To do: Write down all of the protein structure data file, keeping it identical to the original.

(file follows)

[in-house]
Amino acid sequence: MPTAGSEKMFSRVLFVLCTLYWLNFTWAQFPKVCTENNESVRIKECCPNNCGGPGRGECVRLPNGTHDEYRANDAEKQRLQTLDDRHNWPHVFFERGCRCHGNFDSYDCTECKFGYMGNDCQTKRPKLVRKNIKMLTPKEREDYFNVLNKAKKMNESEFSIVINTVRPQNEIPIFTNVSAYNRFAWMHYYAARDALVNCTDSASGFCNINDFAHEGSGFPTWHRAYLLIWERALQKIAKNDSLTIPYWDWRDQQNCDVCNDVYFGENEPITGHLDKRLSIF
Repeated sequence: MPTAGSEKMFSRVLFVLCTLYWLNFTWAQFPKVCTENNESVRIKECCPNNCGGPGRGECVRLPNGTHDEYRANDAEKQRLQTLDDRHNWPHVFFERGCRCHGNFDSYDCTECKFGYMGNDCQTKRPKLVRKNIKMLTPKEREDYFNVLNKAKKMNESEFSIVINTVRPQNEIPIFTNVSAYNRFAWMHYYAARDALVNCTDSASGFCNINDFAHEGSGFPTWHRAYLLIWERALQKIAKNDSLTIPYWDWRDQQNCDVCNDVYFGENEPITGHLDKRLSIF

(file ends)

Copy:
[in-house]
Amino acid sequence: MPTAGSEKMFSRVLFVLCTLYWLNFTWAQFPKVCTENNESVRIKECCPNNCGGPGRGECVRLPNGTHDEYRANDAEKQRLQTLDDRHNWPHVFFERGCRCHGNFDSYDCTECKFGYMGNDCQTKRPKLVRKNIKMLTPKEREDYFNVLNKAKKMNESEFSIVINTVRPQNEIPIFTNVSAYNRFAWMHYYAARDALVNCTDSASGFCNINDFAHEGSGFPTWHRAYLLIWERALQKIAKNDSLTIPYWDWRDQQNCDVCNDVYFGENEPITGHLDKRLSIF
Repeated sequence: MPTAGSEKMFSRVLFVLCTLYWLNFTWAQFPKVCTENNESVRIKECCPNNCGGPGRGECVRLPNGTHDEYRANDAEKQRLQTLDDRHNWPHVFFERGCRCHGNFDSYDCTECKFGYMGNDCQTKRPKLVRKNIKMLTPKEREDYFNVLNKAKKMNESEFSIVINTVRPQNEIPIFTNVSAYNRFAWMHYYAARDALVNCTDSASGFCNINDFAHEGSGFPTWHRAYLLIWERALQKIAKNDSLTIPYWDWRDQQNCDVCNDVYFGENEPITGHLDKRLSIF